come to

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come to

1. To regain consciousness. After Lily fainted, we used smelling salts to get her to come to. The patient wasn't sure where he was when he came to in the emergency room.
2. To be called to one's mind. Give me a minute, that song will come to me. Why do the best ideas always come to me in the shower when I can't write them down?
3. To reach a conclusion of some kind, such as a decision. How did you come to this decision? Tell me your thought process.
4. To arrive at or visit a particular place. I came to this city because it's home to such beautiful architecture. I'll come to your house tonight and drop off your cake pan.
5. To reach a particular sum, as of a bill. Your total comes to $47.80.
6. To have a particular impact, result, or consequence. I hope my lies don't come to any consequence. That meeting nearly came to blows after the fiery testimony.
7. To be revealed or exposed. This meaning is often conveyed through the phrase "come to light." Discrepancies in the yearly budget report only came to light after the auditors began analyzing it. These incriminating documents came to light because of a whistleblower's tireless efforts.
8. To resume acting or feeling as one normally does. In this usage, a reflexive pronoun is used after "to." I was starting to get disoriented after being awake for 36 hours straight, but I came to myself after a good night's rest.
9. To anchor a ship. We'll come to in this port for now and regroup.
10. To position a ship with its bow in the wind. The ship needs to come to so that we can visit the port.
See also: come

come to something

to end up being helpful or significant. (See also amount to something; when it comes to something.) Do you think this work will come to anything? I don't think this will come to what we were promised.
See also: come

come to

to become conscious; to wake up. We threw a little cold water in his face, and he came to immediately.
See also: come

come to oneself

to begin acting and thinking like one's normal self. I began to come to myself and realize the wrong I had done. Please come to yourself and stop acting so strangely.
See also: come

come to

1. Recover consciousness, as in She fainted but quickly came to. [Second half of 1500s]
2. Arrive at, learn, as in I came to see that Tom had been right all along. [c. 1700]
3. See amount to, def. 2.
5. Stop a sailboat or other vessel by bringing the bow into the wind or dropping anchor, as in "The gale having gone over, we came to" (Richard Dana, Two Years Before the Mast, 1840). [Early 1700s] Also see the subsequent entries beginning with come to.
See also: come

come to

v.
1. To arrive at a place: We came to this city looking for a new life.
2. To come to the mind of someone; occur to someone: An interesting idea just came to me.
3. To have some sum as a total: The bill for dinner came to $40.
4. To arrive at some final state; amount to something: What will these strange events come to? So far, my miserable life has come to nothing.
5. To recover consciousness: The fainting victim came to.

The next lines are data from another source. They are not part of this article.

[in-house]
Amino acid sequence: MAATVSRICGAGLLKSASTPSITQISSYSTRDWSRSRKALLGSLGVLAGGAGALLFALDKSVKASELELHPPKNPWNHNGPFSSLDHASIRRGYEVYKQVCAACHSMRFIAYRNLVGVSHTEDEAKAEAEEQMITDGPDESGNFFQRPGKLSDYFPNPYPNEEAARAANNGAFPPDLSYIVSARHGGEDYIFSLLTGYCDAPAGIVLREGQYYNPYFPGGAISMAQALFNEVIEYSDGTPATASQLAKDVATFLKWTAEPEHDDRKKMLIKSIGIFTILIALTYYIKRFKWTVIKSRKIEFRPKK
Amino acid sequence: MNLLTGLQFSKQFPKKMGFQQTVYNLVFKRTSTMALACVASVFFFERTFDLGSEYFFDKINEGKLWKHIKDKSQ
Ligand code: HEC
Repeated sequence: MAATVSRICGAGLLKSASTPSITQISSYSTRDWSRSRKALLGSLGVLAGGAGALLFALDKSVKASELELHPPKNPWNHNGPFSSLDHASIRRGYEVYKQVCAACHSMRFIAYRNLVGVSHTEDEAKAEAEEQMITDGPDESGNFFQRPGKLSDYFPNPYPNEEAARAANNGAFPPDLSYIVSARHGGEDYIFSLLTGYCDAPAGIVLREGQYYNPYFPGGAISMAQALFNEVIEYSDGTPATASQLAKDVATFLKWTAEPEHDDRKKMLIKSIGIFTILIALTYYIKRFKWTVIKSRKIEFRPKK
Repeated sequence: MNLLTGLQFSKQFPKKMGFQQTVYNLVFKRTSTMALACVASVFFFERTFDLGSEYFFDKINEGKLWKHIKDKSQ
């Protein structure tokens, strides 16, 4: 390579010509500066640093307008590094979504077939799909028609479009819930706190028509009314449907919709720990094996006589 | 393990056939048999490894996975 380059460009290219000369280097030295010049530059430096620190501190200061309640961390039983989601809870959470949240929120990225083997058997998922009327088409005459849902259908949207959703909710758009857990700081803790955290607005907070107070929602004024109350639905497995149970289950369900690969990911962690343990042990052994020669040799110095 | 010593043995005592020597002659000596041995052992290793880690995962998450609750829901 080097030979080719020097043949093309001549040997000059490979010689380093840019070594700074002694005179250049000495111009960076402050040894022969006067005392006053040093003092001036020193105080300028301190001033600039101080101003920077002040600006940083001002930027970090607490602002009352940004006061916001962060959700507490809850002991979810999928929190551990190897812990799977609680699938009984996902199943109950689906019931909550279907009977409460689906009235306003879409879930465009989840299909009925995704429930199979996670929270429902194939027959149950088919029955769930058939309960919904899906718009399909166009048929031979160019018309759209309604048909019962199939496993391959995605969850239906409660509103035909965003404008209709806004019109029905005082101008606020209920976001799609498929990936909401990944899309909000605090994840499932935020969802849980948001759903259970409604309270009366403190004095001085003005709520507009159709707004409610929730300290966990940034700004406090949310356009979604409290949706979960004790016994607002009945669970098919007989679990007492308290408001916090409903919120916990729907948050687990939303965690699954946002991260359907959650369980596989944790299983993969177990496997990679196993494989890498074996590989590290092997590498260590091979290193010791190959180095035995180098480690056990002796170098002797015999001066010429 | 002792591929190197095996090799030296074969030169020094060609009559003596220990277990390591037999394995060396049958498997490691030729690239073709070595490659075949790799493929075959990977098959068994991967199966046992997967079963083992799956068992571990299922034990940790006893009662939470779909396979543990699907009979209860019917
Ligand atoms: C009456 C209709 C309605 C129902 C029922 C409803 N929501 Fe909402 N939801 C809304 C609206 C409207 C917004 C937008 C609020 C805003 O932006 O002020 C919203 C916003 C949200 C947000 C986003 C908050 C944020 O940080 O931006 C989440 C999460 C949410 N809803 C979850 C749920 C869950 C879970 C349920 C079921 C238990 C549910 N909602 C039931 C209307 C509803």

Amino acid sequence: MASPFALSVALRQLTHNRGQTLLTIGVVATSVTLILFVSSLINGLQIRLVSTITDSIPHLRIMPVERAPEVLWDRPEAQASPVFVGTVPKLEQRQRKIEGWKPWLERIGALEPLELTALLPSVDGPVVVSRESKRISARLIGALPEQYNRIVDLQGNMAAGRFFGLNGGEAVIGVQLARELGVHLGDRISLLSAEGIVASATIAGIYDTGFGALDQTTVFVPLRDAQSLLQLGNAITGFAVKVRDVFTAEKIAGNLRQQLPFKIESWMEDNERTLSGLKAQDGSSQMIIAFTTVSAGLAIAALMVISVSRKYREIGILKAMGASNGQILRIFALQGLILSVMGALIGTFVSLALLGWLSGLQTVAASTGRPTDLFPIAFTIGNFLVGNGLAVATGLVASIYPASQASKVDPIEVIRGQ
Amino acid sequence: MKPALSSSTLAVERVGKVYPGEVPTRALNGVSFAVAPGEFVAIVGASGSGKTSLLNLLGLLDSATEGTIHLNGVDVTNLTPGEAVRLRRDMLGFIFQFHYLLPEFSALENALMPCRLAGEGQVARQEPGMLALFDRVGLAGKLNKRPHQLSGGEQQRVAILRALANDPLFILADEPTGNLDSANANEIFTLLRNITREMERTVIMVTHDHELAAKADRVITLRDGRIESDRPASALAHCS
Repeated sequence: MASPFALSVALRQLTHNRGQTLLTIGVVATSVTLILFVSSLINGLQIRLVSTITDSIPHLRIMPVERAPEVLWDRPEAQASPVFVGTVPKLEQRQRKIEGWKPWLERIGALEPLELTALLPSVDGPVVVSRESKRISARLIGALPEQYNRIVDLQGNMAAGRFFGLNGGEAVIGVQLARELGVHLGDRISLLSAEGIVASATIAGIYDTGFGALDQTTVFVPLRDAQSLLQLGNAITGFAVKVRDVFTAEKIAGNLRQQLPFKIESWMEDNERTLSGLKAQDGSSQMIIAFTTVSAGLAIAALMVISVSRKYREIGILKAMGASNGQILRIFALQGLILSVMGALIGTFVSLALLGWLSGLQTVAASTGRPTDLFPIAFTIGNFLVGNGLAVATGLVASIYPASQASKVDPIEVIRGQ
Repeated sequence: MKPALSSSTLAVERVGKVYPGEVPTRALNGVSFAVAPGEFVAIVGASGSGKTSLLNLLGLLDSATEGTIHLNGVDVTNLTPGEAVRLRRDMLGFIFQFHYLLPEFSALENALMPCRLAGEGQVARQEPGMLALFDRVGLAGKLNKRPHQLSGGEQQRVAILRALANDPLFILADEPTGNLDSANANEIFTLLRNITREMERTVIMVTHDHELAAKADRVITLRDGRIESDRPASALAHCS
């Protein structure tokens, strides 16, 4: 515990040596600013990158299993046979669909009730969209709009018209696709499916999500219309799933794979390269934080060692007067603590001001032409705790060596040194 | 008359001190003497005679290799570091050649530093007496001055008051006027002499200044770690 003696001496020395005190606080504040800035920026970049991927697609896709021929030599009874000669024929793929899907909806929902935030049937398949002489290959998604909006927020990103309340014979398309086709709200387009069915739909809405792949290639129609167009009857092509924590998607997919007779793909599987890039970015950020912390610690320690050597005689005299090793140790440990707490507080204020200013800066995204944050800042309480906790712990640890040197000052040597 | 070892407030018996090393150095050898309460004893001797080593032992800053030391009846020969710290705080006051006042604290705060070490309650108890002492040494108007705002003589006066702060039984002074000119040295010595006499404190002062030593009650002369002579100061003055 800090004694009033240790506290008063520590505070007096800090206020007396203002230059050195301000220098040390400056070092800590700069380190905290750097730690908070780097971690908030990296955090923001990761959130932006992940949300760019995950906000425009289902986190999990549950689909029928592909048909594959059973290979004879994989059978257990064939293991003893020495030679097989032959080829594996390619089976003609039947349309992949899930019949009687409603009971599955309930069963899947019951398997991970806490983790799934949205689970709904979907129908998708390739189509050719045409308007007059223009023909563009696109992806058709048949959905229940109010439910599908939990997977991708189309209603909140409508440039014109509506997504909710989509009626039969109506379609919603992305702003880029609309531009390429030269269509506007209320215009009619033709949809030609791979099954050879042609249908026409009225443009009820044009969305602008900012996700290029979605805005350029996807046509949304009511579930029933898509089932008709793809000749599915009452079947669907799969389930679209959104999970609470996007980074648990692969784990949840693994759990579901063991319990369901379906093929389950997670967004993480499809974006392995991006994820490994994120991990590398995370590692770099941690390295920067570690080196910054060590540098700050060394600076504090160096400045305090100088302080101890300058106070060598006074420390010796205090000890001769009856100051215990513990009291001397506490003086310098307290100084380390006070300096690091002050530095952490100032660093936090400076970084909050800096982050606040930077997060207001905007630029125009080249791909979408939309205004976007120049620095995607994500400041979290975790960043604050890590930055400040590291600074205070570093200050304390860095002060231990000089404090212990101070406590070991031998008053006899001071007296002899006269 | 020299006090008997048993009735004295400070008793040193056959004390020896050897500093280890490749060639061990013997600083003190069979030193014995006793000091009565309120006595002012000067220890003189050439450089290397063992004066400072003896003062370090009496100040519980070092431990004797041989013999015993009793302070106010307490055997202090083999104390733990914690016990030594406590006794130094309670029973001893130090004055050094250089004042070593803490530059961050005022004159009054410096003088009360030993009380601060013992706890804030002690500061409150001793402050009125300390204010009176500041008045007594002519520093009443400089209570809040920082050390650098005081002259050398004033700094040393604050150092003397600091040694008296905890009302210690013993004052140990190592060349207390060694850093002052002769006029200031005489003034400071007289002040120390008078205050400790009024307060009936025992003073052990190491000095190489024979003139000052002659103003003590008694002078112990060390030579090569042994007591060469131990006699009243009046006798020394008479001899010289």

6. Nautical To bring the bow into the wind: We should stop right here, so come to and we'll let the sails luff.
7. Nautical To anchor: We came to in the cove and spent the night there.
See also: come

come to

light/hand
To be clearly revealed or disclosed: "A further problem ... came to light last summer as a result of post-flight inspections" (John Noble Wilford).
See also: come
References in classic literature ?
But I know they will, because it is a family that a certain lady, of some consequence, at Enscombe, has a particular dislike to: and though it is thought necessary to invite them once in two or three years, they always are put off when it comes to the point.
Tom stands up on the coach and looks back at his father's figure as long as he can see it; and then the guard, having disposed of his luggage, comes to an anchor, and finishes his buttonings and other preparations for facing the three hours before dawn--no joke for those who minded cold, on a fast coach in November, in the reign of his late Majesty.
He too has been watching all of these interpreters --myself included --and look now, he comes to read, with that unearthly idiot face.
The broken footway is so narrow that when Allan Woodcourt comes to where the woman sits, he has to turn into the road to pass her.
The lightless walls seem to spring from the very mud upon which the stranded barges lie; and the narrow lanes coming down to the foreshore resemble the paths of smashed bushes and crumbled earth where big game comes to drink on the banks of tropical streams.
When Mother Maudlin comes to thank Maid Marian for her present, she is told that no such present was ever intended, and so she in anger curses the cook, casting spells upon him:
God does not avoid humankind but comes to be in our midst.
The Nokia 5235 'Comes with Music' comes to complement the range offering, giving consumers a wider choice to enjoy the revolutionary Comes with Music service, said a company statement.
A PERSON'S LIFE comes to an end, and suddenly the span of that life is complete.
Or else we slip back into the habits of essentialism--at least when it comes to our unexceptional quotidian bodies.
HOLD THAT HEAVY MATTRESS: When it comes to beds, comfort is king these days.
He sees advantages to being a dog--you don't have to be clean, for example--but there are disadvantages, too--especially when it comes to talking fleas, an angry mother, and an exploding raccoon.
Mom says the youngest daughter would be better off dead and dad's behavious borders on the incestuous when it comes to his older daughter.
Seir, and the place where Jethro, Moses' father-in-law and the priest of Midian, comes to offer his advice on the administration of the people.